There are all kinds of different business models. I won’t pretend to be an expert in economics or business, but I am smart enough to know that a business that provides a service “for free” to a community of users is not usually in it for the feel goods. They derive some economic benefit from the service. The user community that avails itself of the “free” service makes up a key part of its base. It relies on those users to either provide content (as in the case of free blogging websites, forums, search engines, or social networking sites), or to view/use content and be subjected to advertising that the business sells (free magazines, webzines, television programming, smartphone apps).
In either case, while the user is not actually prying free dollars from his own pocket, he is an integral part of that product or service. As such, his opinion regarding the quality of that service very much matters.
Facebook uses a model based on a hybrid of the two I mentioned. It relies on user generated content for data mining. It also relies on advertising and a large user base to entice big dollar advertisers. In addition it relies on the “buzz” generated by its users as marketing tools. The more people Facebook entices to use its product, the better. Keep the peeps happy while maximizing your ability to mine even more information and get more eyes looking at ads. It can be a truly win-win-win situation for pretty much everyone involved.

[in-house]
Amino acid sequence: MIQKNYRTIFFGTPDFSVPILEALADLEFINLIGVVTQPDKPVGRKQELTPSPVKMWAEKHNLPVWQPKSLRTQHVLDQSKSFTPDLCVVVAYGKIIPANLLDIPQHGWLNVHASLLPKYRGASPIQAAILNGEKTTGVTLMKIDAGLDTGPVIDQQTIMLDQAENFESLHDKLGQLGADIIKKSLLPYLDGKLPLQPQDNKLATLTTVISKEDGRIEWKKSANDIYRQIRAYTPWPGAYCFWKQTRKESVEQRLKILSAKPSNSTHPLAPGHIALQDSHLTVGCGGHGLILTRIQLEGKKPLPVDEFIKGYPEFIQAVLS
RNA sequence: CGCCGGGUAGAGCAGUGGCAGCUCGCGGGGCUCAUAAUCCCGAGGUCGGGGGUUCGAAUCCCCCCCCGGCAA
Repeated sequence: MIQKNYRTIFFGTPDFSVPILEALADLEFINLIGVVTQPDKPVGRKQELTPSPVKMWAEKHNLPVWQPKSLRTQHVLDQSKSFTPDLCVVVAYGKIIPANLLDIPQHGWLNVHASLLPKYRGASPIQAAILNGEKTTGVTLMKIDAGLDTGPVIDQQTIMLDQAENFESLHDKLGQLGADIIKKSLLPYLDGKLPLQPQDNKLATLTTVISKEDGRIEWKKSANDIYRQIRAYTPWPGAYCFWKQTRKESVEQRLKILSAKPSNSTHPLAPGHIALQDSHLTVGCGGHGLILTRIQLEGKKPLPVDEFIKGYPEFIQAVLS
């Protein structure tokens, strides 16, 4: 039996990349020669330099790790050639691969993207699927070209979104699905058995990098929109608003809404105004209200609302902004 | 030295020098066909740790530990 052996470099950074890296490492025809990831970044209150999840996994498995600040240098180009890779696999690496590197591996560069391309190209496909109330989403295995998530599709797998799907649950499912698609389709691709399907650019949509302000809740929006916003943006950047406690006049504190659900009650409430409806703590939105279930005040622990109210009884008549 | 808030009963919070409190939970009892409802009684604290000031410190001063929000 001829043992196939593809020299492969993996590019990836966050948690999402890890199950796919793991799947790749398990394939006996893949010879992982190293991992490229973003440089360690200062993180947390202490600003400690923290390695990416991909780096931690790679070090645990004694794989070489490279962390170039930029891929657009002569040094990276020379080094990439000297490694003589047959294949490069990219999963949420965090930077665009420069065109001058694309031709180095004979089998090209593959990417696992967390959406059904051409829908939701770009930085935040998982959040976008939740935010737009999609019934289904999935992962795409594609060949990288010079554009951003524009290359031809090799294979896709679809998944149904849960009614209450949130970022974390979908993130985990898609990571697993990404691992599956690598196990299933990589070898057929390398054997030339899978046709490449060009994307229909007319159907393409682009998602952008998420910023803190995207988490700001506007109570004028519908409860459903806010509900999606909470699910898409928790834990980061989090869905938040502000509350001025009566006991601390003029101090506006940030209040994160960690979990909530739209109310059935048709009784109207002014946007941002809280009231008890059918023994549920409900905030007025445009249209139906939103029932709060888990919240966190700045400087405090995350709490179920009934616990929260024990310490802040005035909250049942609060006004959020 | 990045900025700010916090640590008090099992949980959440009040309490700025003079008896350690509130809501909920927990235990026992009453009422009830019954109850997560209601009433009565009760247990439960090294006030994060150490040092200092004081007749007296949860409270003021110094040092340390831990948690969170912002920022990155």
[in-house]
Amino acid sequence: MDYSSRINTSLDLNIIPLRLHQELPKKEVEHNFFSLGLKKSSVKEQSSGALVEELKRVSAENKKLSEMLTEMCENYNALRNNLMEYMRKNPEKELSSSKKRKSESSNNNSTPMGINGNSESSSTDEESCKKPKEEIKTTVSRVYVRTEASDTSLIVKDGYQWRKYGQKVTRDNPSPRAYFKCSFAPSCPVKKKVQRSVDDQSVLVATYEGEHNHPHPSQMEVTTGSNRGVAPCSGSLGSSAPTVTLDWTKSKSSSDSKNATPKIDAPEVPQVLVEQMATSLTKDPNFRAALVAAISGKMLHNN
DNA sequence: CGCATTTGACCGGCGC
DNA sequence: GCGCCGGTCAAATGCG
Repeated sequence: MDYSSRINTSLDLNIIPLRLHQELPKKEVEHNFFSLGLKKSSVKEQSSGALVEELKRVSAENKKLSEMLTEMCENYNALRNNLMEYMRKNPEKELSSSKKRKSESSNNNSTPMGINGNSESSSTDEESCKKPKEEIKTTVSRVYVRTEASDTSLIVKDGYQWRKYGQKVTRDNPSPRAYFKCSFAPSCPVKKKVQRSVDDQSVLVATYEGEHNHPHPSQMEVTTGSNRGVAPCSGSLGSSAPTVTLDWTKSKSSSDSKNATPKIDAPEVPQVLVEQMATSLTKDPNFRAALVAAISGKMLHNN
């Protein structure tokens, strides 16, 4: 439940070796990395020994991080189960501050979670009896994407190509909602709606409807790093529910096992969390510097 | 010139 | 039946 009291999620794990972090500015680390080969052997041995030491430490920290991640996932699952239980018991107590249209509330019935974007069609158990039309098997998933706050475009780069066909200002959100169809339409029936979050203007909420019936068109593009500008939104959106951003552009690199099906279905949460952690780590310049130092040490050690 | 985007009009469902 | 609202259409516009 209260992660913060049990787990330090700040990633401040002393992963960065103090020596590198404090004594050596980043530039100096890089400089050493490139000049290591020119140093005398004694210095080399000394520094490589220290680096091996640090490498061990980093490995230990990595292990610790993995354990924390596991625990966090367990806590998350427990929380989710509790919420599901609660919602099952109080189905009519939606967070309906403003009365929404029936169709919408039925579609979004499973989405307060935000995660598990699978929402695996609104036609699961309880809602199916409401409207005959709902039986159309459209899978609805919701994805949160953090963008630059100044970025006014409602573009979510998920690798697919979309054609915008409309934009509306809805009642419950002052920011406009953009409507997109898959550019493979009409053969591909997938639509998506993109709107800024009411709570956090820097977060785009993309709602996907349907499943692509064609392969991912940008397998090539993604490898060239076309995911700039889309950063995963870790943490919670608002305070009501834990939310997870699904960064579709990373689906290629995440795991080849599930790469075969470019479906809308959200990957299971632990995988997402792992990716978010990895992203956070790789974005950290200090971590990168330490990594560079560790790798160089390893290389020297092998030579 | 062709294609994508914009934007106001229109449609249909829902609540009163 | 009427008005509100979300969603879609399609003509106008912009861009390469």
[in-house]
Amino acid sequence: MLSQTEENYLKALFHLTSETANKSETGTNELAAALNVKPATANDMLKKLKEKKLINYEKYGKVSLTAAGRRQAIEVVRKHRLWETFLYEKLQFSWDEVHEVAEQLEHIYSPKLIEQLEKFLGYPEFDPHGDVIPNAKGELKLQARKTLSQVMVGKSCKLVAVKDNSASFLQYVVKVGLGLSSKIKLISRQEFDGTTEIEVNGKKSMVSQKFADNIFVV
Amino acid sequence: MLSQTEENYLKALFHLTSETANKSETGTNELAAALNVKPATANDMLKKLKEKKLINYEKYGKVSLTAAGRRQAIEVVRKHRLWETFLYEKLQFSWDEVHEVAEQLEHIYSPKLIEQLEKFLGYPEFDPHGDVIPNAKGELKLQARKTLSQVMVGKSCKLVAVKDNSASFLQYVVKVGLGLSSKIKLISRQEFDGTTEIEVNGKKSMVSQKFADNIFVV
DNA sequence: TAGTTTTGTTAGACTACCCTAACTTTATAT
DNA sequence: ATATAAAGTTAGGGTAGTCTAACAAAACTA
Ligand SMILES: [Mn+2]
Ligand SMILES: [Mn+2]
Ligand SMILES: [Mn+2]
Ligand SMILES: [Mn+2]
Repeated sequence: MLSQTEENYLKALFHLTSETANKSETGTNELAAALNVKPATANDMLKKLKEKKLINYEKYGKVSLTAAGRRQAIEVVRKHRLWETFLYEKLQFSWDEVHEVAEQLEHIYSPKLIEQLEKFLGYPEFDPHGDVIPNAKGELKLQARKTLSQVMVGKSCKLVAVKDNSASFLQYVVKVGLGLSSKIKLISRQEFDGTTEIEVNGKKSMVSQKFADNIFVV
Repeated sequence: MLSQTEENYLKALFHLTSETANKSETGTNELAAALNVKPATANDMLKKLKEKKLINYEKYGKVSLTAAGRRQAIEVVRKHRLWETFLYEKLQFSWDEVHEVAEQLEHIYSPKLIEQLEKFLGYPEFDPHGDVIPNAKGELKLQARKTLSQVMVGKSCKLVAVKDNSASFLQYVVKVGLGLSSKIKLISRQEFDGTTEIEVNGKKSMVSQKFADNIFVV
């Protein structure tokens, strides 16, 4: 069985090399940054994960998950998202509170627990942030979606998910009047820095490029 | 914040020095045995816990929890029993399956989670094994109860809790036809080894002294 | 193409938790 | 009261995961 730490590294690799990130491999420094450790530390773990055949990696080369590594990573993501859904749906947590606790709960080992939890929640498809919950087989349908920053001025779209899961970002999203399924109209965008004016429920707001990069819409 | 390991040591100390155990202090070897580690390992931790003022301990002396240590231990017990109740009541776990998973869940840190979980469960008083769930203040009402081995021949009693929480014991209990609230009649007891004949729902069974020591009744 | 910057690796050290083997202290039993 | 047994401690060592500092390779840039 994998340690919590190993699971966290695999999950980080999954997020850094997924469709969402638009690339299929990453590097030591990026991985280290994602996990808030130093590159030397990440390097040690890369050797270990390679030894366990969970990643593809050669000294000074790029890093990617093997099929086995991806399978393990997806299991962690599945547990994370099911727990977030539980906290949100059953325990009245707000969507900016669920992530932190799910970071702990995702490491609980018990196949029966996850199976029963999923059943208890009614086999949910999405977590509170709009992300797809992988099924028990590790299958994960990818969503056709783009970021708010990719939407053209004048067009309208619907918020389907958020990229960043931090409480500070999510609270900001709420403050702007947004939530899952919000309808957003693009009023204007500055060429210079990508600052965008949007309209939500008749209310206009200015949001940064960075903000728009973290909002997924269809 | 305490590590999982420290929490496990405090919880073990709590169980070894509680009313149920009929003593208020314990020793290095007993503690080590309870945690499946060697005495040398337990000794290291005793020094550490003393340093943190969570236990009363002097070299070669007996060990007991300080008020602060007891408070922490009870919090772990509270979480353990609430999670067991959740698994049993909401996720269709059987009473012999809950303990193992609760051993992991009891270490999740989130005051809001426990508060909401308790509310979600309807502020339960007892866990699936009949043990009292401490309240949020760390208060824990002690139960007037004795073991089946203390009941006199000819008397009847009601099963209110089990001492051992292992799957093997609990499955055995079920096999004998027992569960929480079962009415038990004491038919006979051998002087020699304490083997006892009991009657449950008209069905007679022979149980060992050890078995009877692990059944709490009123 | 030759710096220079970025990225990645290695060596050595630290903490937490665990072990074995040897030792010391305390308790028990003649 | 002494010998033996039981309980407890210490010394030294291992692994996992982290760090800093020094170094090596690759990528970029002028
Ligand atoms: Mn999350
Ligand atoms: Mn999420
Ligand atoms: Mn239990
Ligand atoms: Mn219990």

Facebook also has a history of pushing out modifications to its product that its management and engineering groups feel are “good” for its product, but they usually go about it in a ham-fisted fashion. They roll out the changes without much announcement — even fairly dramatic ones that significantly alter the user’s experience — and without much training for the user, and often with little consideration for all of the impacts the changes may have across the user community. They have, in the past, compromised user privacy, and have also at times created usability issues for a variety of people.
Irrespective of how Facebook conceives, designs and implements its changes, and irrespective of the overall goodness or badness of these changes, there will be elements within the user base that object — vociferously — to the changes. Some object simply because they dislike change. A person gets used to a way of doing something and even if the change ultimately improves the interaction, the fact that you’re asking a user to change at all causes distress. That’s accepted. That’s also somewhat minor.
When a change is not only unadvertised and abrupt, but is a significant shift with respect to how the product or service works (in terms of the layout, accessibility, and user experience), the outcry can be pretty overwhelming.
That sort of outcry is usually based on some valid, considered objections.
And that outcry is not only valid, but necessary, irrespective of whether the people who are complaining are spending money for the service.